The Bankart lesion has been described as the ‘essential lesion’ in patients with anterior shoulder instability [8,9]. Repair of a Bankart lesion is the standard choice in the treatment of anterior shoulder instability [10]. Conversely, controversy exists over proper repair techniques of SLAP lesions. Debridement alone resulted in satisfying results in some studies [11,12], while it produced poor results and a high potential for instability in others [13,14]. When a combined lesion of SLAP and Bankart was present, the treatment of the SLAP lesion after surgical repair of the Bankart lesion has not been clearly defined. There is limited literature about these combined glenoid lesions.
Therefore, authors hypothesize that a type II SLAP lesion develops secondarily when chronic instability caused by repeated dislocation or subluxation episodes in traumatic Bankart lesion is present, possibly causing a non-communicated type II SLAP lesion. In these cases, authors consider that repair of the SLAP lesion is not necessary, as it is not an essential lesion causing shoulder instability, rather, a secondary lesion. Therefore, repairs of the Bankart lesions were performed and only a debridement was performed for the type II SLAP lesions. However, if type II SLAP lesions were communicated with Bankart lesions, the lesions are thought to be caused by a strong force at the initial trauma, occurring at the same time as the Bankart lesion. In these communicated lesions, authors hypothesize that SLAP lesions and Bankart lesions—thought to be essential lesions of anterior shoulder instability—were all repaired. The purpose of this retrospective study is to compare the clinical outcomes of Bankart lesions alone being repaired (SLAP lesion debridement) in patients with Bankart lesions combined with non-communicated SLAP lesions and all lesions being repaired in patients with Bankart lesions combined with communicated SLAP lesions.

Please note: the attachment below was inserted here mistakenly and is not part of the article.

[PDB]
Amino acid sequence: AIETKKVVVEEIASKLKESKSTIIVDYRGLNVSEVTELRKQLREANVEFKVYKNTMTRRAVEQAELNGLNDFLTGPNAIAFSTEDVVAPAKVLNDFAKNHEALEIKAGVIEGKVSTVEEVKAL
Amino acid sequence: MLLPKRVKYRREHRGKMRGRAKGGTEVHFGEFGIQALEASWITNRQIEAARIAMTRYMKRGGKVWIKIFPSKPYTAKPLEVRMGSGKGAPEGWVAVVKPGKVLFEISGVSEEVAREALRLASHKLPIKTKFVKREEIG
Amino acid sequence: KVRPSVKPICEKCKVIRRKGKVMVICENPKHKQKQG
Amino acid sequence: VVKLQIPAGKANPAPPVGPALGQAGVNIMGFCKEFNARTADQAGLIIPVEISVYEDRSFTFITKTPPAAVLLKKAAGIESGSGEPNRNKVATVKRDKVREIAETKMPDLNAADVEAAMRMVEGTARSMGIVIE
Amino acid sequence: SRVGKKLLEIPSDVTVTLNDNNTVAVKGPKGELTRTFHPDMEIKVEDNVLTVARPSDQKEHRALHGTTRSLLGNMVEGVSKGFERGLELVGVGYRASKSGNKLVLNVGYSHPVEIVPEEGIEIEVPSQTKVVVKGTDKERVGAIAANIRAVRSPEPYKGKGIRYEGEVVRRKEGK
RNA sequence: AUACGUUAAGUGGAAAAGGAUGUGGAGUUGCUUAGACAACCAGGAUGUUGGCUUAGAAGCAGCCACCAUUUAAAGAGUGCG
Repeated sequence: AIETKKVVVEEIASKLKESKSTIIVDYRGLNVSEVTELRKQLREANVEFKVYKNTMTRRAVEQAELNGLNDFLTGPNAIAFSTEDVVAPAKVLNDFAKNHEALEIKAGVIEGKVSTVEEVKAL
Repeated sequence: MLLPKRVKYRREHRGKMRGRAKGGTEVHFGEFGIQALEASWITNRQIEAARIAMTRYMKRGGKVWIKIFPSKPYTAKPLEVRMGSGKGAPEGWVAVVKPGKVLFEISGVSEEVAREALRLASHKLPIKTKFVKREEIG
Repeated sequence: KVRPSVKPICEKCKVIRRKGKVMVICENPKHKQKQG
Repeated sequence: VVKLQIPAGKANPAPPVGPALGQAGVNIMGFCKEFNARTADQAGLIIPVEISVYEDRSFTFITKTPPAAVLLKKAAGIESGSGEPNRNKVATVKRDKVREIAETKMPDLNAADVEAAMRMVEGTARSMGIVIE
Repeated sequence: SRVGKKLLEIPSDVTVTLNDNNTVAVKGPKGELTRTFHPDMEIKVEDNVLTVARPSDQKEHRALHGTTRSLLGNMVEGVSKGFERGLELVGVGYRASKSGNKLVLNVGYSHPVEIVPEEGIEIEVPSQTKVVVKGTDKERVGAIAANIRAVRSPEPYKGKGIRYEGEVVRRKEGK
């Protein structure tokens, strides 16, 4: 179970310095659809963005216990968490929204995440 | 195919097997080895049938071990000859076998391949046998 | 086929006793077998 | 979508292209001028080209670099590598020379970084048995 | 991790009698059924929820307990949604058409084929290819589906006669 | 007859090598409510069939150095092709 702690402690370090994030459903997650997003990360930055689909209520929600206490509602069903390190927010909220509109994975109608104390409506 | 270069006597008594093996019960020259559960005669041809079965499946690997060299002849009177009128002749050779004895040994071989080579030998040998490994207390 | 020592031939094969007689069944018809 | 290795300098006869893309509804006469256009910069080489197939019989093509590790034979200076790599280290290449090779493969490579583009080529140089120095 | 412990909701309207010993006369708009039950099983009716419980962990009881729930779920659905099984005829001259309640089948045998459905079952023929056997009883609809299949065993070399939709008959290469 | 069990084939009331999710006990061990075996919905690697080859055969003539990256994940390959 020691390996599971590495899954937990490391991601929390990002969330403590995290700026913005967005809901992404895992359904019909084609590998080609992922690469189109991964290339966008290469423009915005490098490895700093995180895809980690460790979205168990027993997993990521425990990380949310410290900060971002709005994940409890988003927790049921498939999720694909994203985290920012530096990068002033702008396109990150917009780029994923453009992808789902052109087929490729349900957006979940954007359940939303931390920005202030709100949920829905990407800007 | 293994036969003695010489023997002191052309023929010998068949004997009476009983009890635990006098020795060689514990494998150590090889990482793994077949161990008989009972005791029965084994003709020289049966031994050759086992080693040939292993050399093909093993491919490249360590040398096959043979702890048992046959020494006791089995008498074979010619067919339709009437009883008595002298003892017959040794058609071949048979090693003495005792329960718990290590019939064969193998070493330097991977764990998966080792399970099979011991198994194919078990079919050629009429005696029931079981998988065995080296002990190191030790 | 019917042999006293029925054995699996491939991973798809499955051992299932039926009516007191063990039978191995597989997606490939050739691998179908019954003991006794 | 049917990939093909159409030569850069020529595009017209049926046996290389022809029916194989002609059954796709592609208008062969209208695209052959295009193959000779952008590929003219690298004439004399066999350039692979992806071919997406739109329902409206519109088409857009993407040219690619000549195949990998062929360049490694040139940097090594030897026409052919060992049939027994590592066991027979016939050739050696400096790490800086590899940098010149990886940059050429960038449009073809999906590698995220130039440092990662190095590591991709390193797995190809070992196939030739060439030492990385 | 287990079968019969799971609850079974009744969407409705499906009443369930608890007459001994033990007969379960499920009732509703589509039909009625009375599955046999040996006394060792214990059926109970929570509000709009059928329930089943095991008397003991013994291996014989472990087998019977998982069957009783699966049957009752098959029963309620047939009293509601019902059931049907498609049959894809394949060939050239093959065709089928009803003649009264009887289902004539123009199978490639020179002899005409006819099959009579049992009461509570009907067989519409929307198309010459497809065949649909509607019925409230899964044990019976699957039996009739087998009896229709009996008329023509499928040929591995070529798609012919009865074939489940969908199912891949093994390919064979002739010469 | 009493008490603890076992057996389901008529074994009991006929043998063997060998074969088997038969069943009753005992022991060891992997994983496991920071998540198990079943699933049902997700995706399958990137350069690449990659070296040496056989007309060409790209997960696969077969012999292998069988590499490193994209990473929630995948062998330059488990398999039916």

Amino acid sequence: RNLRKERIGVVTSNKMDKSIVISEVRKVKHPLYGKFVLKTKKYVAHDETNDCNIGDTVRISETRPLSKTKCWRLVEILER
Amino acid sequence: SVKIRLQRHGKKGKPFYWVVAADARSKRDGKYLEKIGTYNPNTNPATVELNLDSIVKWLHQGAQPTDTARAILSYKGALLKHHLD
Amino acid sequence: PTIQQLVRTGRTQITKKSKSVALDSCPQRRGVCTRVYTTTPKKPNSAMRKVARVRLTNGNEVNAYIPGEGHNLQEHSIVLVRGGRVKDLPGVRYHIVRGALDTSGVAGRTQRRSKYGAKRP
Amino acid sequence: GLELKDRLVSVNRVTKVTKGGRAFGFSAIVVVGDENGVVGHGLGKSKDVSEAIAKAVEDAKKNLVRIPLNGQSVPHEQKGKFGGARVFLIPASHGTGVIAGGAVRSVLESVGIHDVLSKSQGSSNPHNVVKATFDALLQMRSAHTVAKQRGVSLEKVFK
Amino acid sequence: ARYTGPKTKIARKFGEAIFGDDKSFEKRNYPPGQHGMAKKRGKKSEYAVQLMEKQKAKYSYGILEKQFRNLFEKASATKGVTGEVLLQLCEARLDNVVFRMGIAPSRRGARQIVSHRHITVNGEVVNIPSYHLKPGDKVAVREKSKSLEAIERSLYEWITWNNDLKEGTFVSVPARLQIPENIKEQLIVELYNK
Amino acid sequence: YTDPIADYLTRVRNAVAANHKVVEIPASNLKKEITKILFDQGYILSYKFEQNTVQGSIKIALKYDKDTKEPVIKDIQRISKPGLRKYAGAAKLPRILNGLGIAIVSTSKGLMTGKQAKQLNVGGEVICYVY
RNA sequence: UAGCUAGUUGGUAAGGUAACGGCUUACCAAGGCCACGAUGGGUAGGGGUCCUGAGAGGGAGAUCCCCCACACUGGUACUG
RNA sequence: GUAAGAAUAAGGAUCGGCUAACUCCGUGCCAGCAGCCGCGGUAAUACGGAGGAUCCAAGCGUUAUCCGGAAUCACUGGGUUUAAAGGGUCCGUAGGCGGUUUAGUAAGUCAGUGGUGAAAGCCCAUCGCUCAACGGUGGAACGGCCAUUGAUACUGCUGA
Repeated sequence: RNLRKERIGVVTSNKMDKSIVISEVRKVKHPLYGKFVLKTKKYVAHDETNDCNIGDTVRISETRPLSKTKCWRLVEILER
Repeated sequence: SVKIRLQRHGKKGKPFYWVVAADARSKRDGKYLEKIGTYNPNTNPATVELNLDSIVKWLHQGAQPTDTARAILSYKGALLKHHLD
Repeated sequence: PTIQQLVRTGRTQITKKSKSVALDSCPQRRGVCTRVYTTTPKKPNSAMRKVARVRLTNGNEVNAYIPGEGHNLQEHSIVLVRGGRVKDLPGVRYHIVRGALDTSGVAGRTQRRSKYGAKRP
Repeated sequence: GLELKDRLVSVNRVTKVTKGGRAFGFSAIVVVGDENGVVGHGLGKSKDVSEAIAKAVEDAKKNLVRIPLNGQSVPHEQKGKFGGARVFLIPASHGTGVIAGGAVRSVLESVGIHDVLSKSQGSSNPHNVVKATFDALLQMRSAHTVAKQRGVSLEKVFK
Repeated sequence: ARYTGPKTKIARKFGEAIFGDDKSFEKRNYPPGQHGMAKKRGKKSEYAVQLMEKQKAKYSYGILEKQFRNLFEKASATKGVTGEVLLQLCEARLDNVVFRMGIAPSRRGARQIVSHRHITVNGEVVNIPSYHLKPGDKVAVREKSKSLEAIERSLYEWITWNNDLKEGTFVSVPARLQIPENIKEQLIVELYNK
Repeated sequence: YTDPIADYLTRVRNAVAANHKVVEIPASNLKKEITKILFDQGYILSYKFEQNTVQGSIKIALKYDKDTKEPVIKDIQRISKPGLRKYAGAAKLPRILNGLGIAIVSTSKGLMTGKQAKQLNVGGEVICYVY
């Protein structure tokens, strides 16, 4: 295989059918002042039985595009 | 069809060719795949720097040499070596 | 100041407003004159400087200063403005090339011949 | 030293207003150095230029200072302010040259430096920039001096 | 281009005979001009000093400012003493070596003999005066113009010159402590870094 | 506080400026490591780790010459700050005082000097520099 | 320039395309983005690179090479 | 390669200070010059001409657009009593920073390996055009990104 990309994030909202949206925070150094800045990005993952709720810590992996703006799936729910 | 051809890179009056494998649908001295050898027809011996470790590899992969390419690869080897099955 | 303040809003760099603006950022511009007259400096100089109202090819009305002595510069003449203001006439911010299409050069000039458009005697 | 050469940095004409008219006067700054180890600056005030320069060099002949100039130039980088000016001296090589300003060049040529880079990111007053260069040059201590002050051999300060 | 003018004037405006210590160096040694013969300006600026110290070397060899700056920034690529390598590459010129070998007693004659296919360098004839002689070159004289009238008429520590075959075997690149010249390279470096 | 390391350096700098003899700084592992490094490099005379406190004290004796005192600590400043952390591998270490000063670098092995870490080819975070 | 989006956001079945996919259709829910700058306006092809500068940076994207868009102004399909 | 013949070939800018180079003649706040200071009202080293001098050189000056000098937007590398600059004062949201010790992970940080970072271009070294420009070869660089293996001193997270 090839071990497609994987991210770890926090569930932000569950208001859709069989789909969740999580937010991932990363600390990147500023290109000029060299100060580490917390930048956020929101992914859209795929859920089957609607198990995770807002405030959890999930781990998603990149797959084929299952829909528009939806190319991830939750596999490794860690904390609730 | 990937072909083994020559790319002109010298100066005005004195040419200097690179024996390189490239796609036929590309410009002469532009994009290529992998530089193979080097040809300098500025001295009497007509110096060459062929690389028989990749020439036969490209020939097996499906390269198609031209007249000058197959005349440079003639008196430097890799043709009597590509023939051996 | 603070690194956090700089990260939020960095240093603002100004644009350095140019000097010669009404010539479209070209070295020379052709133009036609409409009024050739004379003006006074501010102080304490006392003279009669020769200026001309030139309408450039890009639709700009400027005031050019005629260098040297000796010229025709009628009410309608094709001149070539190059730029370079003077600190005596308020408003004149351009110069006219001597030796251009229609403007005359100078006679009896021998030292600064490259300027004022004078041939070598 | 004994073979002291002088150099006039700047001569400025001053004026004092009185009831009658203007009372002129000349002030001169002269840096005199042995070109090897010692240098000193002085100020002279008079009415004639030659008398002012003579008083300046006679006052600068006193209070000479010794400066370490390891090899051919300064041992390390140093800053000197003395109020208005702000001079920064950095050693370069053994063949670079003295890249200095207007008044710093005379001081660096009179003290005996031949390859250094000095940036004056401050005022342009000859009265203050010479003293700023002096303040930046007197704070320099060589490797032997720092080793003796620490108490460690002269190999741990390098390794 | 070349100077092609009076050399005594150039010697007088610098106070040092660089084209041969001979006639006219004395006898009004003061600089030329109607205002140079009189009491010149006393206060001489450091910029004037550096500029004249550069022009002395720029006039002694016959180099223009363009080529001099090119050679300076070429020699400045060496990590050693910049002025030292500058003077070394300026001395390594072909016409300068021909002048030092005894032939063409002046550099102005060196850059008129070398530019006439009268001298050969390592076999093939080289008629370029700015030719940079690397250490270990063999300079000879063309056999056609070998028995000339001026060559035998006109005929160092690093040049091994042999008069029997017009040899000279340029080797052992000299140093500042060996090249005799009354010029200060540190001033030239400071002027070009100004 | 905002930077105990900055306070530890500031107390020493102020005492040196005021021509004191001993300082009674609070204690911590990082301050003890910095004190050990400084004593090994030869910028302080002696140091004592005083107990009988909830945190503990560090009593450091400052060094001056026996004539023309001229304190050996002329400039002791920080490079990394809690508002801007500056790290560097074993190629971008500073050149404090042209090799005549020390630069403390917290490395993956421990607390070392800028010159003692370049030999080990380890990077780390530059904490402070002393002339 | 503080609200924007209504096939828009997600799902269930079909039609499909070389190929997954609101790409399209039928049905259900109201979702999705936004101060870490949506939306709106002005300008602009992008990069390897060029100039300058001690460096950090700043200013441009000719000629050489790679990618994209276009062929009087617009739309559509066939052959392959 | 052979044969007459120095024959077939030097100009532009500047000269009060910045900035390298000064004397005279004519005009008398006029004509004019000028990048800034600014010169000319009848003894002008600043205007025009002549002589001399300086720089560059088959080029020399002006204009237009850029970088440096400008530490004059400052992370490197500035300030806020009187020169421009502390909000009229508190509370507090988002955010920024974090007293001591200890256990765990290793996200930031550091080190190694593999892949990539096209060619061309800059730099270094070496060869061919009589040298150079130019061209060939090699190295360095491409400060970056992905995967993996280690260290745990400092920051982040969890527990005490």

Patients Selection

This study targeted patients who had undergone arthroscopic treatment due to anterior shoulder instability, which was performed by a single surgeon in our institution. Inclusion criteria are as follows: (i) An anterior shoulder instability test (more than 1 episode of traumatic shoulder dislocation) with positive anterior apprehension, (ii) the combination of a Bankart lesion and a type II SLAP lesion, (iii) a follow-up performed minimally 24 months postoperatively, and (iv) a normal contralateral shoulder. Exclusion criteria were as follows: (i) Patients with a bony Bankart lesion or an anterior glenoid defect of more than 25%, (ii) generalized ligamentous laxity, (iii) humeral avulsion of the glenohumeral ligament (HAGL). Patients were divided into two groups according to the presence of and communication between Bankart and type II SLAP lesions.

Demographics and Clinical Assessment